Saturday 19 Apr

Holy Ghost People

Holy Ghost People examines two sisters whose bond is torn — but by what? After her sibling has been missing for more than a year, Charlotte (Emma Greenwell, TV's Shameless) intends to find out.
04/15/2014 | Comments 0

No Holds Barred

RLJ Entertainment's new Blu-ray for No Holds Barred begins with what seems like dozens of trailers for movies starring pro wrestlers from the WWE talent pool. Each flick went direct to home video, but once upon a time — aka 1989 — one had to go to the multiplex to catch such a spectacle.
04/15/2014 | Comments 0

Knights of Badassdom

In 2008, the third act of the guy comedy Role Models used LARPing — live-action role-playing, that is — as a backdrop for our protagonists' lessons learned. Today, Knights of Badassdom extends that half-hour into a full feature, to the point where viewers are left not smiling, but exhausted. 
04/02/2014 | Comments 0

Switched on

Not everything on television has to appeal to mass audiences. In fact, with the further fractioning of viewership thanks to alternatives like Netflix and VOD, more series can afford to become more niche. Here are five examples of shows both past and present — and new to DVD and/or Blu-ray — that encompass some of the more outrageous ideas ever to go beyond boardroom discussion.
04/02/2014 | Comments 0

Confession of Murder

Seventeen years after slaying 10 women and getting away with it, the charismatic serial killer Du-sok (Park Si-hoo) comes clean with a Confession of Murder, in this 2012 South Korean crime thriller. He does so by publishing a book that dishes all the grisly details.
04/02/2014 | Comments 0
Home · Articles · Movies · Drama · Meek’s Cutoff

Meek’s Cutoff

A movie about deadly tedium that is nearly a work of deadly tedium itself

Phil Bacharach May 25th, 2011

Lest anyone thinks otherwise, wandering the Oregon Trail in 1845 was no walk in the park.

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In “Meek’s Cutoff,” director Kelly Reichardt painstakingly reveals the hardscrabble existence of a few pioneers — lost and bereft of water — as they spiral from desperation to panic. It’s a compelling narrative with flashes of enigmatic majesty, but those moments are snuffed out by an unrelentingly glacial pace.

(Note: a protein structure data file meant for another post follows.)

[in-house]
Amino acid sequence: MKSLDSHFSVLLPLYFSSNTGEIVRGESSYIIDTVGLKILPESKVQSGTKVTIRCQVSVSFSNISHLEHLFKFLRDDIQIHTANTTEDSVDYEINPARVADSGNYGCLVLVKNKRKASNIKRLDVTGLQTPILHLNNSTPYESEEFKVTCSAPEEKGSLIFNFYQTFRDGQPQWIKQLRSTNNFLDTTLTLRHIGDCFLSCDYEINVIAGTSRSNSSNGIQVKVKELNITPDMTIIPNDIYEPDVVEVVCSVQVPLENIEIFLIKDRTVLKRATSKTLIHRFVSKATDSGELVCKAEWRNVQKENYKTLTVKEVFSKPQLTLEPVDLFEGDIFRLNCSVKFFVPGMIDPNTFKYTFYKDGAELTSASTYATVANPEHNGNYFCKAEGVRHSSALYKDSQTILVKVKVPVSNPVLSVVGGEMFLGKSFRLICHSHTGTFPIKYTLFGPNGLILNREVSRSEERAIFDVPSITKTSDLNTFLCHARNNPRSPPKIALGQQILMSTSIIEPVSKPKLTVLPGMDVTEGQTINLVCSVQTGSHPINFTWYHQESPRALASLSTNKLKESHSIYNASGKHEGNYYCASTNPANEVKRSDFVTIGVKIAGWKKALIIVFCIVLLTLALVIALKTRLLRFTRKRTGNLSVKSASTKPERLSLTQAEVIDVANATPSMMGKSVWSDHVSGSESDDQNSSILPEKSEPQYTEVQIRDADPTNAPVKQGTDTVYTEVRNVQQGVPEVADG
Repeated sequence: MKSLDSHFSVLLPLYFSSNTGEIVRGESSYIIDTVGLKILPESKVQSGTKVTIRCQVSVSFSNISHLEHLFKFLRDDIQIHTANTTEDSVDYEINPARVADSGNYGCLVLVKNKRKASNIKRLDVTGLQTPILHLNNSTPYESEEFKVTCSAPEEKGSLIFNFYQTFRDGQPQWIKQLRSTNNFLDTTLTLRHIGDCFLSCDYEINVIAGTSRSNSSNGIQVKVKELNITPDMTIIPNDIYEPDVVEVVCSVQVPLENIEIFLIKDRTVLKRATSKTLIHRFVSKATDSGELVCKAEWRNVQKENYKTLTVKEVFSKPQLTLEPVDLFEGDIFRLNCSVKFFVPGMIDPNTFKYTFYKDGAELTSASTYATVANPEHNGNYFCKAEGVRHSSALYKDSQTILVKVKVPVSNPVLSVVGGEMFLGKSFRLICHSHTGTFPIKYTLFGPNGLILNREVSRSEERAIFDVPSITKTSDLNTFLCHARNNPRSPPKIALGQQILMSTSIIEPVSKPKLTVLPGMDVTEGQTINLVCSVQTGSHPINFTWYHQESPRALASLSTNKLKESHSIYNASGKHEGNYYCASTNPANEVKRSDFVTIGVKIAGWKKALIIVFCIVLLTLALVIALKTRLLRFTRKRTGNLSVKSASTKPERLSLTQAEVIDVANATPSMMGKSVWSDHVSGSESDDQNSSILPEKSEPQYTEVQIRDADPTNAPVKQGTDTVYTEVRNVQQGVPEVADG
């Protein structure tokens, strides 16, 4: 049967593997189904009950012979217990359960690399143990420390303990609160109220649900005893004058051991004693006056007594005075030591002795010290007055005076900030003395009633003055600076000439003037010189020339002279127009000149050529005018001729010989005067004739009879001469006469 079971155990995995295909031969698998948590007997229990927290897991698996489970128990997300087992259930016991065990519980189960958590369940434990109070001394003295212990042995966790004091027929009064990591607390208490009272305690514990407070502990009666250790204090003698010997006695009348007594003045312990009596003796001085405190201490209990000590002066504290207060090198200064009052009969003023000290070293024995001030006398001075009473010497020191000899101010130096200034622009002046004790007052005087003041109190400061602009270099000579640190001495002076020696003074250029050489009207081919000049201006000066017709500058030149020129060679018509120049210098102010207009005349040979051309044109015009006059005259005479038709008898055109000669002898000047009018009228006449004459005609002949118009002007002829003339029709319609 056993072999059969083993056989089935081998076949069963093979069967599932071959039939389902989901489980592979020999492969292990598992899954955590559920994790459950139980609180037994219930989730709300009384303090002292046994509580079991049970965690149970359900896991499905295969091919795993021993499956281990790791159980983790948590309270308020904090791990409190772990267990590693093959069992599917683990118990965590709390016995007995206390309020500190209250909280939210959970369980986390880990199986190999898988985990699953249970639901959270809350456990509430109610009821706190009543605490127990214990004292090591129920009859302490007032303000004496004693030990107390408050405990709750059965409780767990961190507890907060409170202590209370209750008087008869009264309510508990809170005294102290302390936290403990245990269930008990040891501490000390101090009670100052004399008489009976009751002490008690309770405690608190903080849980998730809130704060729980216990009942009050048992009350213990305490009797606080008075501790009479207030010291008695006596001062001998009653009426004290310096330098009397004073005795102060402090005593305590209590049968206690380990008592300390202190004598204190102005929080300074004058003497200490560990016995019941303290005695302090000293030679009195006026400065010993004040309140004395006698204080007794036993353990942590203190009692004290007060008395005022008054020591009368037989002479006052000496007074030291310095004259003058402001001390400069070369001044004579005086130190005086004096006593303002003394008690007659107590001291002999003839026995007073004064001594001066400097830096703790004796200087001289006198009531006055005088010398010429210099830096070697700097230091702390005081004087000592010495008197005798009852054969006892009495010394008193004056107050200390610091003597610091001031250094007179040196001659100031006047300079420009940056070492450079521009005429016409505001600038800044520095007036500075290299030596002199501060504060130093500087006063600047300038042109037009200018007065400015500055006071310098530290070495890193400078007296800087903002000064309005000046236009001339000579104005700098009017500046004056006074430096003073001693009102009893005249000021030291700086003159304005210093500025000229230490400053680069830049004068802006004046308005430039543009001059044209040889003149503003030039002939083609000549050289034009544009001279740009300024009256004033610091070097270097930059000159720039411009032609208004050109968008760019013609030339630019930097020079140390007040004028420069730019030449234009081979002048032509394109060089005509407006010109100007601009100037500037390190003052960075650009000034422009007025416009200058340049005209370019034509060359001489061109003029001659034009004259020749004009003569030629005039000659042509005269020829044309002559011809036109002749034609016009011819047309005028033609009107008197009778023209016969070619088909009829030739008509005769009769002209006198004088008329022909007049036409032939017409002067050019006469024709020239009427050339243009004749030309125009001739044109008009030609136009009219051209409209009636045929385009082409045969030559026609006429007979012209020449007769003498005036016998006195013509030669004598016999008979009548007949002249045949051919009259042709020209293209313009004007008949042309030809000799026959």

Screening Thursday through Sunday at the Oklahoma City Museum of Art, “Meek’s Cutoff” spins from the real-life tale of three couples who hired grizzled scout Stephen Meek (Bruce Greenwood, “Dinner for Schmucks”) to lead them to what will be a new settlement. Only one problem: Meek is an obnoxious blowhard who claims to know the land better than he does, and the party is hopelessly lost.

They are running out of water, food and patience. Fears worsen when the would-be settlers capture a lone American Indian (stuntman Rod Rondeaux). Can he lead them to water or, as Meek insists, is their prisoner setting them up for an ambush?

Reichardt proved in 2008’s quietly mesmerizing “Wendy and Lucy” that she’s not afraid to make an audience work. And there are impressive elements here, from a solid cast led by “Wendy and Lucy” alum Michelle Williams (“Blue Valentine”) to a rarely used 4:3 aspect ratio that gives the wide-open prairies a claustrophobic feel.

But “Meek’s Cutoff” is slow to the point of catatonic. Making a movie about deadly tedium that isn’t itself a work of deadly tedium is no small challenge, and Reichardt doesn’t quite succeed.

  • Currently 3.5/5 Stars.
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